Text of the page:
Use of phenylalanine in animal feed

Phenylalanine: an essential compound for the organism

Phenylalanine is an essential amino acid that is necessary for the synthesis of several compounds such as proteins, catecholamines (hormones such as adrenaline) and melanin. It is also a precursor of another amino acid, tyrosin, and an energy source [1].

It is an essential nutrient for animals, which means that they cannot synthesize them and need to obtain it from the diet.

Phenylalanine deficiencies cause growth stunt, loss of muscle mass and damage in different organs [1]. That is why it is so important to ensure a sufficient supply of this amino acid in the diet and, therefore, optimize performance results.

Lys = lysine; Arg = arginine; Phe = phenylalanine; His = histidine; Ile = isoleucine; Leu = leucine; Met = methionine; Thr = threonine; Tph = tryptophane; Val = valine. Requirements at the final growing stages. Sources: [2], [3]

Phenylalanine synthesis in plants

Phenylalanine is amongst the aromatic amino acids, together with tyrosine and tryptophan [4]. Despite the fact it is essential for animals, plants are capable of synthesizing it thanks to a biochemical route called shikimic acid route or shikimate route [4], [5]. In this route, many other aromatic compounds that are essential for the organism are synthesized, too, such as the pronutrients [5].

Fig. 1.Biosynthesis route of phenylalanine

Sources of phenylalanine

Phenylalanine can be found, mainly, in protein-rich ingredients. These can have an animal origin, such as plasma or meat and bone meal, or a vegetal one, such as soybean meal or rapeseed meal.

Aves = poultry; Cerdos = pigs. Crude protein content of 60% for MBM, 54% for fishmeal and 48% for soybean meal [2].

There are also synthetic phenylalanine sources, ingredients whose composition is mainly based on phenylalanine and aim to maximize the formula to meet the exact amino acid requirements.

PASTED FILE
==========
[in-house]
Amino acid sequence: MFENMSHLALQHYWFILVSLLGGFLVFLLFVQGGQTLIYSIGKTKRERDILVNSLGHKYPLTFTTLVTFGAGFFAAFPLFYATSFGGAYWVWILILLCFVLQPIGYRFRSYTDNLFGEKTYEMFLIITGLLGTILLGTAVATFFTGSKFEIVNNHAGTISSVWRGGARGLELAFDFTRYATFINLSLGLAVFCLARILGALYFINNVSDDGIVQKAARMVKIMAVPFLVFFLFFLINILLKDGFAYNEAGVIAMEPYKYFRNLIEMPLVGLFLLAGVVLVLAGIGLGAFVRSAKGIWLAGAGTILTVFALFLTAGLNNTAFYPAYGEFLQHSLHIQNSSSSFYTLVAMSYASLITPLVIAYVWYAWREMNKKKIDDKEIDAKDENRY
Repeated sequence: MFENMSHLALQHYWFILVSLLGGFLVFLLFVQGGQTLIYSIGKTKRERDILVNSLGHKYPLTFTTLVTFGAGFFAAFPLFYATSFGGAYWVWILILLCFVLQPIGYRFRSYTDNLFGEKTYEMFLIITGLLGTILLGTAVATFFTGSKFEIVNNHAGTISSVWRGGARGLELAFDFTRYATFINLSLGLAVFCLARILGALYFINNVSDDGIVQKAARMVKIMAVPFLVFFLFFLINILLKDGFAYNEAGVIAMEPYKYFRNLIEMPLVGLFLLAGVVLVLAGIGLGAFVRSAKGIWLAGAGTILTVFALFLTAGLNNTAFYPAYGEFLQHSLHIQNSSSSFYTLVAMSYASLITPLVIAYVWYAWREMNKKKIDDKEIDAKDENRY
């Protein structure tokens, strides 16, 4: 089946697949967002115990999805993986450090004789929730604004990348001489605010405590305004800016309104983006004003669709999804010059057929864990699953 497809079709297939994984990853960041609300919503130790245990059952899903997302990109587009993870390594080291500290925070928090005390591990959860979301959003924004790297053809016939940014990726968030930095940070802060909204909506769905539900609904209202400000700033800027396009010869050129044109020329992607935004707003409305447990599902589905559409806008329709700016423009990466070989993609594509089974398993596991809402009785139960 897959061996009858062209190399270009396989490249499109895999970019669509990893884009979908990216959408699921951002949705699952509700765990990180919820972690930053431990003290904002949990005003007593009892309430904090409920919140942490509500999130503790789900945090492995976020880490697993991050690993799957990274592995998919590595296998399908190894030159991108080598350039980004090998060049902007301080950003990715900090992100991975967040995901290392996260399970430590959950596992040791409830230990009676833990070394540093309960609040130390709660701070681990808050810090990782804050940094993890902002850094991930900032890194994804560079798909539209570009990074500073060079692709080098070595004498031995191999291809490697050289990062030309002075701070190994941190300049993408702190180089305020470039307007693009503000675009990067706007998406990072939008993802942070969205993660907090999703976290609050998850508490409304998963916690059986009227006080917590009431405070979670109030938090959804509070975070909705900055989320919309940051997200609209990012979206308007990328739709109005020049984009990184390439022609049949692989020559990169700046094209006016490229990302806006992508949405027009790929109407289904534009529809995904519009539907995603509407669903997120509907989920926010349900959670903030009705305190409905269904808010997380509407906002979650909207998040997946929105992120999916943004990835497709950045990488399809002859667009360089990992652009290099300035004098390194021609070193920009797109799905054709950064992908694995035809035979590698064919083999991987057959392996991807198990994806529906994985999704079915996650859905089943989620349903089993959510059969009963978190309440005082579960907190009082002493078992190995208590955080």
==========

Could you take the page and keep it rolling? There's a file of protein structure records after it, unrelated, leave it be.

This type of ingredients is necessary because, most of the times, diet’s amino acid profile does not exactly meet the animal requirements. Therefore, to avoid increasing protein levels in the diet to cover specific needs for a small group of amino acids, diets are adjusted with supplements or premixes that contain high concentrations of these essential compounds.

Formulation: choosing the best phenylalanine source

It is important to consider the real content of this amino acid in each of the ingredients and, particulalry, in the protein sources and raw materials that make up a high percentage of the formula, such as corn or other cereals.

With the aim to know the current amino acid profile of the ingredients, it is essential to analyze the raw materials, since they may differ from the levels expressed in standardized nutrient composition tables. The most widely used tool to perform these analyzes is the NIR (or near-infrared spectrophotometer).

Once we know the current amino acid content of raw materials and their price, the feed formulation programs can calculate the cost of each unit of phenylalanine. This way, they will choose ingredients or supplements with the lowest cost per unit of phenylalanine as the main source of this amino acid.

How can Global Vet’s Lab help you?

In Global Vet’s Lab, we offer the feed formulation and analysis service to optimize feed composition and adjust it to the requirements of the species, commercial breed, ages, and productive stages. We also support you in the analysis of raw materials and balanced feeds.

To use these services, please contact us through our webpage www.globalvetslab.com or email at info@globalvetslab.com

References

  • [1] M. Kohlmeier, “Amino Acids and Nitrogen Compounds,” in Nutrient Metabolism. Food Science and Technology, 2003, pp. 314–321.
  • [2] H. S. Rostagno et al., Tablas Brasileñas para Aves y Cerdos. Composición de Alimentos y Requerimientos Nutricionales, 4th ed. Universidad Federal de Viçosa, Departamento de Zootecnia, 2017.
  • [3] A. T. Rodrigues et al., “Ideal profile of essential amino acids for Nile tilapia (Oreochromis niloticus) in the finishing growth phase,” Aquac. Res., vol. 51, no. 11, pp. 4724–4735, 2020.
  • [4] R. Ferreira and ARN Teixeira, “Metabolism,” in Encyclopedia of Food Sciences and Nutrition (Second Edition), Academic Press, 2003, pp. 197–206.
  • [5] J. Borrell, “Uso de pronutrientes de origen natural en veterinaria,” RACVE (Real Acad. Ciencias Vet. España), 2005.

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